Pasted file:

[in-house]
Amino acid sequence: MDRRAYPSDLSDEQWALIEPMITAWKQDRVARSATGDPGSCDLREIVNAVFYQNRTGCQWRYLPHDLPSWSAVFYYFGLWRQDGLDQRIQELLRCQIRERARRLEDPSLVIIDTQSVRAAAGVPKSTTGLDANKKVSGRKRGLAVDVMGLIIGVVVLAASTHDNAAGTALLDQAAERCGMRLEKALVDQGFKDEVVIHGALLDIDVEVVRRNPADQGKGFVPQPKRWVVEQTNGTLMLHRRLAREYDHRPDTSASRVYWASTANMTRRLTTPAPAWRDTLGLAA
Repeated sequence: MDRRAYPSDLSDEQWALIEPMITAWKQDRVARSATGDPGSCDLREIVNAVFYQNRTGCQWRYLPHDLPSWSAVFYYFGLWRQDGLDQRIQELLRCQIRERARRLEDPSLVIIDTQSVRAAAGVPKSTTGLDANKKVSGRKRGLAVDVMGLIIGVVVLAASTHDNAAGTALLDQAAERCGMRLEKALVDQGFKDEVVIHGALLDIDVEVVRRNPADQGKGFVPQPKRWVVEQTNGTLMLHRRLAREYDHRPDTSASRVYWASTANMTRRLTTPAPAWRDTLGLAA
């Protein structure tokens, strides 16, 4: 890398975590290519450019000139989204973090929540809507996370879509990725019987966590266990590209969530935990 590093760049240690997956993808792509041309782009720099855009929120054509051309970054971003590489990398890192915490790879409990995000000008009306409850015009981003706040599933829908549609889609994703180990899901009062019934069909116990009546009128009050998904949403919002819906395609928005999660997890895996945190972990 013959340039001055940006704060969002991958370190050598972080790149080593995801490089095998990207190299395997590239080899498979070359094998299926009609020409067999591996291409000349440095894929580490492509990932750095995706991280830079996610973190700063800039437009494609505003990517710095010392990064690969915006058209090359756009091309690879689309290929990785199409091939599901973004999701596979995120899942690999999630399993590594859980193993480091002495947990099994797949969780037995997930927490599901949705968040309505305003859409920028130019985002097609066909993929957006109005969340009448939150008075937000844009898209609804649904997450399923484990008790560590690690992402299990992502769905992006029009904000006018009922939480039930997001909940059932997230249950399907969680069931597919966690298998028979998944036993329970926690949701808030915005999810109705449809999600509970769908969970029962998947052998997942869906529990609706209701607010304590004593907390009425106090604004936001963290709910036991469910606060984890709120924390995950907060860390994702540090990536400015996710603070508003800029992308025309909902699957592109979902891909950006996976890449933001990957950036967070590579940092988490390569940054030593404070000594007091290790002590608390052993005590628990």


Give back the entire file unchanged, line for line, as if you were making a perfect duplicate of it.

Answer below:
[in-house]
Amino acid sequence: MDRRAYPSDLSDEQWALIEPMITAWKQDRVARSATGDPGSCDLREIVNAVFYQNRTGCQWRYLPHDLPSWSAVFYYFGLWRQDGLDQRIQELLRCQIRERARRLEDPSLVIIDTQSVRAAAGVPKSTTGLDANKKVSGRKRGLAVDVMGLIIGVVVLAASTHDNAAGTALLDQAAERCGMRLEKALVDQGFKDEVVIHGALLDIDVEVVRRNPADQGKGFVPQPKRWVVEQTNGTLMLHRRLAREYDHRPDTSASRVYWASTANMTRRLTTPAPAWRDTLGLAA
Repeated sequence: MDRRAYPSDLSDEQWALIEPMITAWKQDRVARSATGDPGSCDLREIVNAVFYQNRTGCQWRYLPHDLPSWSAVFYYFGLWRQDGLDQRIQELLRCQIRERARRLEDPSLVIIDTQSVRAAAGVPKSTTGLDANKKVSGRKRGLAVDVMGLIIGVVVLAASTHDNAAGTALLDQAAERCGMRLEKALVDQGFKDEVVIHGALLDIDVEVVRRNPADQGKGFVPQPKRWVVEQTNGTLMLHRRLAREYDHRPDTSASRVYWASTANMTRRLTTPAPAWRDTLGLAA
């Protein structure tokens, strides 16, 4: 890398975590290519450019000139989204973090929540809507996370879509990725019987966590266990590209969530935990 590093760049240690997956993808792509041309782009720099855009929120054509051309970054971003590489990398890192915490790879409990995000000008009306409850015009981003706040599933829908549609889609994703180990899901009062019934069909116990009546009128009050998904949403919002819906395609928005999660997890895996945190972990 013959340039001055940006704060969002991958370190050598972080790149080593995801490089095998990207190299395997590239080899498979070359094998299926009609020409067999591996291409000349440095894929580490492509990932750095995706991280830079996610973190700063800039437009494609505003990517710095010392990064690969915006058209090359756009091309690879689309290929990785199409091939599901973004999701596979995120899942690999999630399993590594859980193993480091002495947990099994797949969780037995997930927490599901949705968040309505305003859409920028130019985002097609066909993929957006109005969340009448939150008075937000844009898209609804649904997450399923484990008790560590690690992402299990992502769905992006029009904000006018009922939480039930997001909940059932997230249950399907969680069931597919966690298998028979998944036993329970926690949701808030915005999810109705449809999600509970769908969970029962998947052998997942869906529990609706209701607010304590004593907390009425106090604004936001963290709910036991469910606060984890709120924390995950907060860390994702540090990536400015996710603070508003800029992308025309909902699957592109979902891909950006996976890449933001990957950036967070590579940092988490390569940054030593404070000594007091290790002590608390052993005590628990």